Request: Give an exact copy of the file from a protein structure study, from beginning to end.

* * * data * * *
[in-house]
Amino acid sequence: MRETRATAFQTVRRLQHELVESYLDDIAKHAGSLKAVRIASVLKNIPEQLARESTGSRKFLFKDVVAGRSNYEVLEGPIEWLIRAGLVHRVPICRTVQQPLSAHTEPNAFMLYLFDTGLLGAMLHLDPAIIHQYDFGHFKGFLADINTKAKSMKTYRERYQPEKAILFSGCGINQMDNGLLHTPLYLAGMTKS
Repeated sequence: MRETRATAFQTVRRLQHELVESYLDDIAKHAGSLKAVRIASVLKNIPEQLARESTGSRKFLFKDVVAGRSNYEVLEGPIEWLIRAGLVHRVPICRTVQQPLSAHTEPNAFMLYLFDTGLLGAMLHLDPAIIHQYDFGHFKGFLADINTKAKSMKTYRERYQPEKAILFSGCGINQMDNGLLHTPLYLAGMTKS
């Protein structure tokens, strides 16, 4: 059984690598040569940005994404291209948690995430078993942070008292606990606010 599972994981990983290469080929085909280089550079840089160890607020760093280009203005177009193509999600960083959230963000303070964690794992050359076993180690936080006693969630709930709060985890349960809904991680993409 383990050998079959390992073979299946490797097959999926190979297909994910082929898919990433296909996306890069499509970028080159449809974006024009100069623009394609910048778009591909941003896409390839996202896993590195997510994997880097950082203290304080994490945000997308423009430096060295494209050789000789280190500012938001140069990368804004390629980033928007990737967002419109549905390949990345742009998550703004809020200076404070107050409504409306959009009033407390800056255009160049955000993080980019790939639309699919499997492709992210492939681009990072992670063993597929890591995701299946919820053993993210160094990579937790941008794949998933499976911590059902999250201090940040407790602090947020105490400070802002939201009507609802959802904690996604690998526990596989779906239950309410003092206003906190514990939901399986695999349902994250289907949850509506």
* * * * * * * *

[in-house]
Amino acid sequence: MRETRATAFQTVRRLQHELVESYLDDIAKHAGSLKAVRIASVLKNIPEQLARESTGSRKFLFKDVVAGRSNYEVLEGPIEWLIRAGLVHRVPICRTVQQPLSAHTEPNAFMLYLFDTGLLGAMLHLDPAIIHQYDFGHFKGFLADINTKAKSMKTYRERYQPEKAILFSGCGINQMDNGLLHTPLYLAGMTKS
Repeated sequence: MRETRATAFQTVRRLQHELVESYLDDIAKHAGSLKAVRIASVLKNIPEQLARESTGSRKFLFKDVVAGRSNYEVLEGPIEWLIRAGLVHRVPICRTVQQPLSAHTEPNAFMLYLFDTGLLGAMLHLDPAIIHQYDFGHFKGFLADINTKAKSMKTYRERYQPEKAILFSGCGINQMDNGLLHTPLYLAGMTKS
């Protein structure tokens, strides 16, 4: 059984690598040569940005994404291209948690995430078993942070008292606990606010 599972994981990983290469080929085909280089550079840089160890607020760093280009203005177009193509999600960083959230963000303070964690794992050359076993180690936080006693969630709930709060985890349960809904991680993409 383990050998079959390992073979299946490797097959999926190979297909994910082929898919990433296909996306890069499509970028080159449809974006024009100069623009394609910048778009591909941003896409390839996202896993590195997510994997880097950082203290304080994490945000997308423009430096060295494209050789000789280190500012938001140069990368804004390629980033928007990737967002419109549905390949990345742009998550703004809020200076404070107050409504409306959009009033407390800056255009160049955000993080980019790939639309699919499997492709992210492939681009990072992670063993597929890591995701299946919820053993993210160094990579937790941008794949998933499976911590059902999250201090940040407790602090947020105490400070802002939201009507609802959802904690996604690998526990596989779906239950309410003092206003906190514990939901399986695999349902994250289907949850509506």